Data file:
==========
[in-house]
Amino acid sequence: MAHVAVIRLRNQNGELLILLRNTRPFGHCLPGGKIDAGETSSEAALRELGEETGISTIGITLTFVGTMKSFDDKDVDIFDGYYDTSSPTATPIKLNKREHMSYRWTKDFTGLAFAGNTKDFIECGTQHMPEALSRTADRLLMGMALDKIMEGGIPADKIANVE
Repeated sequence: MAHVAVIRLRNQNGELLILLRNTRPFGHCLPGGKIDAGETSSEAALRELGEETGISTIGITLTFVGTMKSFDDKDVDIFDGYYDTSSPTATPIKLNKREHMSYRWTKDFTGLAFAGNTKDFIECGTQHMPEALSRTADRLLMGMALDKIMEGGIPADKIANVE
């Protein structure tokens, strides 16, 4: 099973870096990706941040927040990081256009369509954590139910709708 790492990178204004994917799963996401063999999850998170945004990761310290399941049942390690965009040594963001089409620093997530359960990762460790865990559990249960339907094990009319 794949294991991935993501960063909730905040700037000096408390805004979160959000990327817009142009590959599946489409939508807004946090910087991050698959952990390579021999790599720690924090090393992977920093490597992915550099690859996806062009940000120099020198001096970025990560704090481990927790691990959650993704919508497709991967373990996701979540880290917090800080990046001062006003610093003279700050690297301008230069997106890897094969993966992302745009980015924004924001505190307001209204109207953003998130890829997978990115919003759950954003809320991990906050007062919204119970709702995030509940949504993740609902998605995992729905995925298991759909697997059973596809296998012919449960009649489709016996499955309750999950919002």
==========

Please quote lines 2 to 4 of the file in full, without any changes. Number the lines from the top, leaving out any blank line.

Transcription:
Amino acid sequence: MAHVAVIRLRNQNGELLILLRNTRPFGHCLPGGKIDAGETSSEAALRELGEETGISTIGITLTFVGTMKSFDDKDVDIFDGYYDTSSPTATPIKLNKREHMSYRWTKDFTGLAFAGNTKDFIECGTQHMPEALSRTADRLLMGMALDKIMEGGIPADKIANVE
Repeated sequence: MAHVAVIRLRNQNGELLILLRNTRPFGHCLPGGKIDAGETSSEAALRELGEETGISTIGITLTFVGTMKSFDDKDVDIFDGYYDTSSPTATPIKLNKREHMSYRWTKDFTGLAFAGNTKDFIECGTQHMPEALSRTADRLLMGMALDKIMEGGIPADKIANVE
């Protein structure tokens, strides 16, 4: 099973870096990706941040927040990081256009369509954590139910709708 790492990178204004994917799963996401063999999850998170945004990761310290399941049942390690965009040594963001089409620093997530359960990762460790865990559990249960339907094990009319 794949294991991935993501960063909730905040700037000096408390805004979160959000990327817009142009590959599946489409939508807004946090910087991050698959952990390579021999790599720690924090090393992977920093490597992915550099690859996806062009940000120099020198001096970025990560704090481990927790691990959650993704919508497709991967373990996701979540880290917090800080990046001062006003610093003279700050690297301008230069997106890897094969993966992302745009980015924004924001505190307001209204109207953003998130890829997978990115919003759950954003809320991990906050007062919204119970709702995030509940949504993740609902998605995992729905995925298991759909697997059973596809296998012919449960009649489709016996499955309750999950919002």